Saw me some democracy tonight. The best part: free admission!
Our resident Blue Dog, Bart Gordon finally held a town hall, after having decided earlier to just phone one in. After taking some heat, he changed his mind. He did it on campus, which as state property means no guns allowed. Good thing, b/c the crazy was on parade tonight. Now, not everyone there to oppose health care was a nut. Just most of them, especially the most vocal ones. For me, the most fun part was getting there early (@ 4:30, tix were handed out at 6, party at 7) so that I could discuss health care with the people near me in line. I had e-mailed a few Dem students, current and former, to make sure we'd have at least some representation, and I met up in line with Will, a recent grad now working for the TN legislature.
The early crowd was mixed--I'd say about 50/50 pro- and anti-, and the pro-side was vastly better organized, handing out signs, stickers, and brochures. This did not, however, represent the eventual crowd, which was probably 3:1 against reform. The people near us were an interesting lot. One elderly man in a wheel chair, who told me he's got Medicare and likes it, could only grumble about how "Obama's a liar." Although he wouldn't call him "Obama," preferring instead just to call him "the Oddball." He also couldn't give me any examples. For him it was an article of faith, not an empirically testable claim. And then there was a very vocal group who were convinced that this was a secret plot "to control all our lives." They also argued--passionately-- that no one in America was uninsured except for the illegal aliens, and that if we just deported them all we wouldn't have any more problems in this country. Interestingly enough, without recognizing the contradiction, a few of them admitted that they had gone through periods where they had no insurance and couldn't get treatment. Nobody helped them, and they didn't want to help anyone else. One dentally-impaired gentleman told me that he wouldn't take government health care even if he didn't have insurance. So I asked, What if you got a deadly disease? Would you rather die uninsured when you could live? What about your kids, what if they got sick? Would you want them to die just so you could say you hadn't used a government program? "YES!" he said. Hard to argue with that.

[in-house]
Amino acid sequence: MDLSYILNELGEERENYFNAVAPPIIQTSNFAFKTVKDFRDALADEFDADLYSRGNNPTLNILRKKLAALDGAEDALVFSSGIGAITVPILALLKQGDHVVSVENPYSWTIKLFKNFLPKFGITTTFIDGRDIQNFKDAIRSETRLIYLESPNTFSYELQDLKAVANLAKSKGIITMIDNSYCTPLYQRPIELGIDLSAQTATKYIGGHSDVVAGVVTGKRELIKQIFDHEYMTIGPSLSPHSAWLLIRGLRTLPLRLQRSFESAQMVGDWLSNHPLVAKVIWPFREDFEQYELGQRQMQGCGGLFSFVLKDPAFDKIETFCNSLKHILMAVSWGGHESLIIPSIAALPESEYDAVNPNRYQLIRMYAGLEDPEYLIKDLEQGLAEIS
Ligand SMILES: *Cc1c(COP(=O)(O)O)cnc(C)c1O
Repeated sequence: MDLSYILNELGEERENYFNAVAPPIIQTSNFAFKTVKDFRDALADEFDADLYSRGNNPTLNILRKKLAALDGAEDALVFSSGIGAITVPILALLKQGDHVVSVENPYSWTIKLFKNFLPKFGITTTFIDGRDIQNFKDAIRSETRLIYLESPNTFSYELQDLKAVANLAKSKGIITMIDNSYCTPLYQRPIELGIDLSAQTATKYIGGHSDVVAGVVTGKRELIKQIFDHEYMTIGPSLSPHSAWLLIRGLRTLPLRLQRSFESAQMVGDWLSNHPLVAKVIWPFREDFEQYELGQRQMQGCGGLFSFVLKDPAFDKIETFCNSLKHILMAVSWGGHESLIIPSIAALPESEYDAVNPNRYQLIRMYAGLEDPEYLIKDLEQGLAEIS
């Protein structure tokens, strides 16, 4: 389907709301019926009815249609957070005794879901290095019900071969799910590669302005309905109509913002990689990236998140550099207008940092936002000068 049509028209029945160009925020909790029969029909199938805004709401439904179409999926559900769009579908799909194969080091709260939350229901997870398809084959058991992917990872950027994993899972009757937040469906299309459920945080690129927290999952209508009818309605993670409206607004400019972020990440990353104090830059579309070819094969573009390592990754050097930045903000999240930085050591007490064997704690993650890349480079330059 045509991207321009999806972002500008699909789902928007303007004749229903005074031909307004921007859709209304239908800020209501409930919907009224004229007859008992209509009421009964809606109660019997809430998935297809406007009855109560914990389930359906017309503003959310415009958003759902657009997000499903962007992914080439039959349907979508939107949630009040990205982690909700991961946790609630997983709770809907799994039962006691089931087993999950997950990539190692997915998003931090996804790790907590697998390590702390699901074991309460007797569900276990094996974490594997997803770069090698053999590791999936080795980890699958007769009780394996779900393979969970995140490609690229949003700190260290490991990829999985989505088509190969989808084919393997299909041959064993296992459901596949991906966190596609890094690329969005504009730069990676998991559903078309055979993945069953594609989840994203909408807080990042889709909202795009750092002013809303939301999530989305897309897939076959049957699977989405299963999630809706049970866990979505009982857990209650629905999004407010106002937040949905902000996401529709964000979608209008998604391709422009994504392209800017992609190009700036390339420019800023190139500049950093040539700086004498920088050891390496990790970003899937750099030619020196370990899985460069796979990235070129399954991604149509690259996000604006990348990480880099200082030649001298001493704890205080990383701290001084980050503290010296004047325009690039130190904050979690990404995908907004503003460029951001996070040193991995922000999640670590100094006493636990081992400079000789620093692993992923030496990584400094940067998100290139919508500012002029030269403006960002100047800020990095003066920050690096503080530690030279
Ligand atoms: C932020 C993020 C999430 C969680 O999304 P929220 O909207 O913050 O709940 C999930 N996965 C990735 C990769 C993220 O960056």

There was also a lot of concern about the infamous "death panels" and "single payer" and "tort reform" and "socialism." "Where is it in the constitution!?" they demanded. OK, I said, where's the air force explicitly mentioned, or "capitalism" for that matter. The word didn't even exist in 1787. There are lots of things that government does that aren't explicitly mentioned, and the government has long had powers to raise taxes for the "general welfare" and to "regulate commerce." "It's being forced down our throats!!" they argued. How?, I asked. This is a democracy. Obama won in a landslide after campaigning on this issue. You win, you get to govern. Then there was the angry vet who started ranting about socialism, government control, and plug pulling, yada yada yada. So do you have care at the VA?, I asked. Yes. Do you like it? Yes. That's a government program--some of the best health care in the country, right? Yes, but they didn't serve!! Oh, I get it, you think government can run a great health care system, you just don't think ordinary Americans deserve access to it? YES. Alrighty then. That lasted for about 90 minutes.
We had good seats inside the theater (capacity 900) and managed to sit with some other reform supporters. Apparently, our corner of the hall was the most reform oriented. Most of the rest was angry and obnoxious opposition of the shout-down-their-enemies variety we've all come to know and love from YouTube. It didn't take long for the first cry of "Kill Obama!" It would not be the last.
Gordon had devised a pretty good strategy, starting off with a little salute to a recently deceased local veteran and his family. His peeps had set up three lines in the crowd: pro- (along the wall nearest us), anti- (along the wall farthest from us), and neutral/other in the middle, supposedly meaning people who are undecided or who have other, non-health care issues to raise. The idea was to take one question/statement from each line, starting with the antis, and then rotate around. Now, as it turned out, the "neutral" line didn't really live up to its billing. It should have been called the "gimme some o' that!" line b/c apparently they replaced the mic with a crack pipe. Most of the questioners in that line gave unhinged rants of the Rand-Hayek-Beck variety, although there was also one lady who offered a charming excursus how God was gonna smite Bart over abortion. My favorite "neutral" gave a speech about how the Jamestown colony had been founded to promote socialism, which is why they all died, until--thank God, they invented capitalism. And that, my children, is how America was born.